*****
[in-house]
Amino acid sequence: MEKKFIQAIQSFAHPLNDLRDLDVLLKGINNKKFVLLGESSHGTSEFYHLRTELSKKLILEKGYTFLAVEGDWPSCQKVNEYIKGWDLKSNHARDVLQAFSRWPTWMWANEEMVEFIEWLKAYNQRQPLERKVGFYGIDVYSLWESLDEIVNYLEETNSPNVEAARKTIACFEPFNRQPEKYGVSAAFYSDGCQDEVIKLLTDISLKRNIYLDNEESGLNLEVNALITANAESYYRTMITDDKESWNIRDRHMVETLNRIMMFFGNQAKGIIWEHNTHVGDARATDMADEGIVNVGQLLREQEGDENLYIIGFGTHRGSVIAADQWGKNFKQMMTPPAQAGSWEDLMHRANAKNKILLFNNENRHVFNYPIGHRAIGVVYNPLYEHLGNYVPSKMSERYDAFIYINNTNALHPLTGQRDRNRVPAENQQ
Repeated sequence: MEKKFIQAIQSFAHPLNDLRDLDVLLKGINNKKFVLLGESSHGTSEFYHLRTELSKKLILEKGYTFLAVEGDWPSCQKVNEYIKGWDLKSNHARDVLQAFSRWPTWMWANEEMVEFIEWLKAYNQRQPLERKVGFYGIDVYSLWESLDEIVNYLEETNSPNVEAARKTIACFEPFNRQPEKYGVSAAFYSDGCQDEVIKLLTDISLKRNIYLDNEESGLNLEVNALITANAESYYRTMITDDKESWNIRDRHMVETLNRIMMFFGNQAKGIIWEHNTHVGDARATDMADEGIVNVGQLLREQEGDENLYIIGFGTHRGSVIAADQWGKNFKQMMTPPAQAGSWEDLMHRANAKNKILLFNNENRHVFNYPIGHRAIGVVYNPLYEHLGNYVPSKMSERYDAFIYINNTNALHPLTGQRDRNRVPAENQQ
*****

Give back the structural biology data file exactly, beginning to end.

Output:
[in-house]
Amino acid sequence: MEKKFIQAIQSFAHPLNDLRDLDVLLKGINNKKFVLLGESSHGTSEFYHLRTELSKKLILEKGYTFLAVEGDWPSCQKVNEYIKGWDLKSNHARDVLQAFSRWPTWMWANEEMVEFIEWLKAYNQRQPLERKVGFYGIDVYSLWESLDEIVNYLEETNSPNVEAARKTIACFEPFNRQPEKYGVSAAFYSDGCQDEVIKLLTDISLKRNIYLDNEESGLNLEVNALITANAESYYRTMITDDKESWNIRDRHMVETLNRIMMFFGNQAKGIIWEHNTHVGDARATDMADEGIVNVGQLLREQEGDENLYIIGFGTHRGSVIAADQWGKNFKQMMTPPAQAGSWEDLMHRANAKNKILLFNNENRHVFNYPIGHRAIGVVYNPLYEHLGNYVPSKMSERYDAFIYINNTNALHPLTGQRDRNRVPAENQQ
Repeated sequence: MEKKFIQAIQSFAHPLNDLRDLDVLLKGINNKKFVLLGESSHGTSEFYHLRTELSKKLILEKGYTFLAVEGDWPSCQKVNEYIKGWDLKSNHARDVLQAFSRWPTWMWANEEMVEFIEWLKAYNQRQPLERKVGFYGIDVYSLWESLDEIVNYLEETNSPNVEAARKTIACFEPFNRQPEKYGVSAAFYSDGCQDEVIKLLTDISLKRNIYLDNEESGLNLEVNALITANAESYYRTMITDDKESWNIRDRHMVETLNRIMMFFGNQAKGIIWEHNTHVGDARATDMADEGIVNVGQLLREQEGDENLYIIGFGTHRGSVIAADQWGKNFKQMMTPPAQAGSWEDLMHRANAKNKILLFNNENRHVFNYPIGHRAIGVVYNPLYEHLGNYVPSKMSERYDAFIYINNTNALHPLTGQRDRNRVPAENQQ